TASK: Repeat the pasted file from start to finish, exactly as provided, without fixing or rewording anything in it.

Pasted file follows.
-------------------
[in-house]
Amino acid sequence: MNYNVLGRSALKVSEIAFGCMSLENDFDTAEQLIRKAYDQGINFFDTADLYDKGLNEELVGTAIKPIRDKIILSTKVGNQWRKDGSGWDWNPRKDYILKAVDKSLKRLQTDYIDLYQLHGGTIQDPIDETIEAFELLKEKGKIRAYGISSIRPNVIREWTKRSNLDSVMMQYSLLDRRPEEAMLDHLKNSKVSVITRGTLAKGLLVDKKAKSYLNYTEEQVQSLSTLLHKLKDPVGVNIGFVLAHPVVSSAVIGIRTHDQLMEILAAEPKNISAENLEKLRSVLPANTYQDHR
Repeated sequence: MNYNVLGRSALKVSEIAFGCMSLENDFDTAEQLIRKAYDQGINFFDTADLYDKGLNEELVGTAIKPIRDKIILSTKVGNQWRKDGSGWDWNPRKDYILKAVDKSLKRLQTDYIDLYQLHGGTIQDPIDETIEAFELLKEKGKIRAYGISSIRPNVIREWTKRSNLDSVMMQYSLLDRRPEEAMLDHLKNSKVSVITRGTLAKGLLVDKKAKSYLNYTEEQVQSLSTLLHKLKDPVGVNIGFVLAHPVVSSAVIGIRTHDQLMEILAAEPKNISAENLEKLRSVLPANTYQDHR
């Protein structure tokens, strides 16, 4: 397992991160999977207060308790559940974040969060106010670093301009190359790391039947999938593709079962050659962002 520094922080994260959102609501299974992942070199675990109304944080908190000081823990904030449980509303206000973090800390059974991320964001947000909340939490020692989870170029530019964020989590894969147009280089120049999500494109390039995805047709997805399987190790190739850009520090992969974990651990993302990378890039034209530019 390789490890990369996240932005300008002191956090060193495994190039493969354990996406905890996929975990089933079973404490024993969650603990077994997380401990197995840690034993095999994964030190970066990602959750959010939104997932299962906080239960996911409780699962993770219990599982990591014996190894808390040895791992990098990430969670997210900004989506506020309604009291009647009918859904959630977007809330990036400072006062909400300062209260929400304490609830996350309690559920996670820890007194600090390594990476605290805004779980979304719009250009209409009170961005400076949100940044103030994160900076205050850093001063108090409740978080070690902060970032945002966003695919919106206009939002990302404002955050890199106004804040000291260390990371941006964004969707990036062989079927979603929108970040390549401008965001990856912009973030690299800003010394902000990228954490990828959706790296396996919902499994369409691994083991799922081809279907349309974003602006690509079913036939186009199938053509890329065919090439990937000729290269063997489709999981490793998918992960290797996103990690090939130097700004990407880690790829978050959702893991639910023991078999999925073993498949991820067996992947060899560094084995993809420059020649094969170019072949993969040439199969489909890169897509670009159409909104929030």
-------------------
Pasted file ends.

[in-house]
Amino acid sequence: MNYNVLGRSALKVSEIAFGCMSLENDFDTAEQLIRKAYDQGINFFDTADLYDKGLNEELVGTAIKPIRDKIILSTKVGNQWRKDGSGWDWNPRKDYILKAVDKSLKRLQTDYIDLYQLHGGTIQDPIDETIEAFELLKEKGKIRAYGISSIRPNVIREWTKRSNLDSVMMQYSLLDRRPEEAMLDHLKNSKVSVITRGTLAKGLLVDKKAKSYLNYTEEQVQSLSTLLHKLKDPVGVNIGFVLAHPVVSSAVIGIRTHDQLMEILAAEPKNISAENLEKLRSVLPANTYQDHR
Repeated sequence: MNYNVLGRSALKVSEIAFGCMSLENDFDTAEQLIRKAYDQGINFFDTADLYDKGLNEELVGTAIKPIRDKIILSTKVGNQWRKDGSGWDWNPRKDYILKAVDKSLKRLQTDYIDLYQLHGGTIQDPIDETIEAFELLKEKGKIRAYGISSIRPNVIREWTKRSNLDSVMMQYSLLDRRPEEAMLDHLKNSKVSVITRGTLAKGLLVDKKAKSYLNYTEEQVQSLSTLLHKLKDPVGVNIGFVLAHPVVSSAVIGIRTHDQLMEILAAEPKNISAENLEKLRSVLPANTYQDHR
């Protein structure tokens, strides 16, 4: 397992991160999977207060308790559940974040969060106010670093301009190359790391039947999938593709079962050659962002 520094922080994260959102609501299974992942070199675990109304944080908190000081823990904030449980509303206000973090800390059974991320964001947000909340939490020692989870170029530019964020989590894969147009280089120049999500494109390039995805047709997805399987190790190739850009520090992969974990651990993302990378890039034209530019 390789490890990369996240932005300008002191956090060193495994190039493969354990996406905890996929975990089933079973404490024993969650603990077994997380401990197995840690034993095999994964030190970066990602959750959010939104997932299962906080239960996911409780699962993770219990599982990591014996190894808390040895791992990098990430969670997210900004989506506020309604009291009647009918859904959630977007809330990036400072006062909400300062209260929400304490609830996350309690559920996670820890007194600090390594990476605290805004779980979304719009250009209409009170961005400076949100940044103030994160900076205050850093001063108090409740978080070690902060970032945002966003695919919106206009939002990302404002955050890199106004804040000291260390990371941006964004969707990036062989079927979603929108970040390549401008965001990856912009973030690299800003010394902000990228954490990828959706790296396996919902499994369409691994083991799922081809279907349309974003602006690509079913036939186009199938053509890329065919090439990937000729290269063997489709999981490793998918992960290797996103990690090939130097700004990407880690790829978050959702893991639910023991078999999925073993498949991820067996992947060899560094084995993809420059020649094969170019072949993969040439199969489909890169897509670009159409909104929030």